Transport for London (TfL) will have to make “significant cuts” to Tube and bus services in the capital to make up a gap in its budget that could stretch to nearly £3b, Sadiq Khan has warned.
London’s transport agency will also have to cut much of its infrastructure investment to meet the shortfall unless the government steps in with a long-term funding agreement when the current short-term deal runs out on December 11, a report to the London Assembly added.
TfL’s finances were decimated in the pandemic as people were told to stay at home and avoid public transport. Unlike transport agencies in many other major cities around the world, TfL is heavily reliant on fare income to make up its budget.
TfL will be forced to adopt a ‘managed decline’ stance on its infrastructure and operations, meaning services will be heavily reduced and trains, buses and stations will be allowed to age instead of being replaced or upgraded, the report said.
The agency said its ‘funding gap’ – the difference between its budget and outgoings – would be £1.7b in the next financial year, rising to £2.7b the year after that and falling again to £2.4b the following year. Switching to a ‘managed decline’ or even ‘lower than managed decline’ spending regime would be necessary to cut the gap.
Some 100 bus routes would be likely to go entirely under the ‘lower than managed decline’ scenario, with another 200 to operate reduced services. Some 9 per cent of Tube services would be cut.
Meanwhile many infrastructure projects would be dropped to cut costs, including the Bakerloo Line Extension being suspended “with no long-term likelihood of restarting”. The Rotherhithe Tunnel might be forced to close and the Elephant and Castle station upgrade – funded to the tune of £63m by Southwark Council – would not go ahead.
Planned upgrades to the Bakerloo Line and Jubilee Line trains would be pushed back to the 2030s and 2040s respectively, making them among the oldest trains in the country.
TfL would not be able to fund more ‘step-free access’ schemes to make trains and stations easier to use for disabled people. Expansion of the cycle hire scheme would be paused and funding for other active travel measures would be paused.
All of these measures would be likely to drive people away from public transport and into cars, the report said – undermining the commitment to tackle carbon emissions.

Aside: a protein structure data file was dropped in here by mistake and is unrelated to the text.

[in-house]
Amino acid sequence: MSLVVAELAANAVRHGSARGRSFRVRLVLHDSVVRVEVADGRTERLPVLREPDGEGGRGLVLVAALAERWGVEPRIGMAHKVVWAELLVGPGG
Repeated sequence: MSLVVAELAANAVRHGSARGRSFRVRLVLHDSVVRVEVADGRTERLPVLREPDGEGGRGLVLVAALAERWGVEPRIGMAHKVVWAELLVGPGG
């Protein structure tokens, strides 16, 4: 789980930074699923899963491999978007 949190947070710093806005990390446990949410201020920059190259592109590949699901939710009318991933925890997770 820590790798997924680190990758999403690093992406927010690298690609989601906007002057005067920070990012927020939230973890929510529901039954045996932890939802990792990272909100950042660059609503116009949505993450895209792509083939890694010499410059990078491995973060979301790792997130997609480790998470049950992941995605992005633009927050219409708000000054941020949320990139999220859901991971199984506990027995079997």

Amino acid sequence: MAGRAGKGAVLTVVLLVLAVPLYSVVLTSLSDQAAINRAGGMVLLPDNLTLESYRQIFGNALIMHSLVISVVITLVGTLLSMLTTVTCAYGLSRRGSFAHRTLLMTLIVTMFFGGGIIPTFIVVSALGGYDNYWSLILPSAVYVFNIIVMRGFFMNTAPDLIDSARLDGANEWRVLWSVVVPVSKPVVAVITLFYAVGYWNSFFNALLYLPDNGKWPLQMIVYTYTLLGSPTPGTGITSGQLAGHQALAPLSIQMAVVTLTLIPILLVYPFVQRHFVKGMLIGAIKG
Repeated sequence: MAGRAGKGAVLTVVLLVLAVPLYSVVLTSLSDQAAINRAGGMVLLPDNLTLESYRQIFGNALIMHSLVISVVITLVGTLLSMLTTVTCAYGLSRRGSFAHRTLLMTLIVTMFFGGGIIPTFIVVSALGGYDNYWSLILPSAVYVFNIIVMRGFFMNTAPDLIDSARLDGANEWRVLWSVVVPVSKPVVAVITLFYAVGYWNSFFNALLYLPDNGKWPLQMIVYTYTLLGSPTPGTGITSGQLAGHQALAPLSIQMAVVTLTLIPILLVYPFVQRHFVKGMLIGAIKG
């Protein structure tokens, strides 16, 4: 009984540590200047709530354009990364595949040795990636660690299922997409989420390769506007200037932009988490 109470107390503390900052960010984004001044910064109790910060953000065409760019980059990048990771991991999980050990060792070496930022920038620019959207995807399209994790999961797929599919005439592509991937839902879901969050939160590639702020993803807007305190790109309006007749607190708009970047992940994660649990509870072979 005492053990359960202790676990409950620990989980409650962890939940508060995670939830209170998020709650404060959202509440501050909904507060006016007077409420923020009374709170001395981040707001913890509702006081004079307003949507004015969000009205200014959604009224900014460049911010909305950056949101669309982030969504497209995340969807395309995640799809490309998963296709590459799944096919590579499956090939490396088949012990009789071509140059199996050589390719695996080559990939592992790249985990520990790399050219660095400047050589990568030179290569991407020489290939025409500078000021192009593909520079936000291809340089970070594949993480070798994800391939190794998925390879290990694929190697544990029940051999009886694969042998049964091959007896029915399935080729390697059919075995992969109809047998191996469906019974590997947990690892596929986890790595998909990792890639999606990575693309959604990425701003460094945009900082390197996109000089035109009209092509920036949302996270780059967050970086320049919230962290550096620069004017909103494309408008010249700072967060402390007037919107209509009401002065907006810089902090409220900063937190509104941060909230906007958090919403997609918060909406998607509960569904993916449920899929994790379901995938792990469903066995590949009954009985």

But the money TfL gives to London boroughs for road upgrades would also be cut, which could have a big impact on road surface quality.
Khan said: “Transport for London is dealing with an unprecedented financial crisis caused by the pandemic. We are now less than a month away from TfL’s emergency funding deal expiring on 11 December. Unless the Government provides the long-term funding needed to maintain our public transport network, there will be no choice but to make significant cuts to services just as demand is growing again.
“This would mean fewer, less frequent and more run-down bus and tube services for Londoners, making it more difficult to travel around the city. It would also mean more road and tunnel closures due to a lack of funding to maintain key transport infrastructure. The widespread disruption and gridlock all these changes would cause would not only unfairly punish millions of Londoners for the impact of the pandemic on TfL’s finances, but would put the national economic recovery at risk.
“I support greater transport investment in regions across the country, but levelling up Britain must not come at the expense of levelling down London. There can no London recovery without a properly funded public transport network in the capital, and there can be no national recovery without a London recovery. Our city contributes £36.1bn net to the Treasury each year. TfL contracts contribute around £7bn to the UK economy, and its supply chain supports 43,000 jobs around the country, which could be at risk.
“If the Government fails to work with us to protect London’s transport network, the capital and the whole country will pay the price for decades to come.
A government spokesperson said: “We have repeatedly shown our commitment to supporting London’s transport network through the pandemic, providing more than £4bn in emergency funding to Transport for London.
“We will continue to discuss any further funding requirements with TfL and the mayor, and any support provided will focus on getting TfL back onto a sustainable financial footing in a way that is fair to taxpayers across the country.”